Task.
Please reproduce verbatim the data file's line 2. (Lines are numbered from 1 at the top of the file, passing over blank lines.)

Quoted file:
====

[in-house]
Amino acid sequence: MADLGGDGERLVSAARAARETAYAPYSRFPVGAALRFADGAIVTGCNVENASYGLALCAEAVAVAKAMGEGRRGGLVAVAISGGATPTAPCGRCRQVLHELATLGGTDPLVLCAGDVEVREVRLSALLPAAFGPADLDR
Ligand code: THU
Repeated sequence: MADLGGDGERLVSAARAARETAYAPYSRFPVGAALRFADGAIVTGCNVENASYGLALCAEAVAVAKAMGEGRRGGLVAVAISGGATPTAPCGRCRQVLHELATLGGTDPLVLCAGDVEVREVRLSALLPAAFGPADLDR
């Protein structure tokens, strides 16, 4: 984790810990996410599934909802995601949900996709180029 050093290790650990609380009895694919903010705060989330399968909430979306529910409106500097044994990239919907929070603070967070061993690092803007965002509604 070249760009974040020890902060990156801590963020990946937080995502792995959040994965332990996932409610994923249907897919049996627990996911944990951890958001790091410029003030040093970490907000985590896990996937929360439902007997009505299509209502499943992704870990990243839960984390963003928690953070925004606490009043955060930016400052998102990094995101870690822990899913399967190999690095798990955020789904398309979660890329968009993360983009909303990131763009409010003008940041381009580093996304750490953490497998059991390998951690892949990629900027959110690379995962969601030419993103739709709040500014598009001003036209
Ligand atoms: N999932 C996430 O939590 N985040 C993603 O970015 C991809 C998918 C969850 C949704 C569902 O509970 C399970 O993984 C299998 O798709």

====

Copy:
Amino acid sequence: MADLGGDGERLVSAARAARETAYAPYSRFPVGAALRFADGAIVTGCNVENASYGLALCAEAVAVAKAMGEGRRGGLVAVAISGGATPTAPCGRCRQVLHELATLGGTDPLVLCAGDVEVREVRLSALLPAAFGPADLDR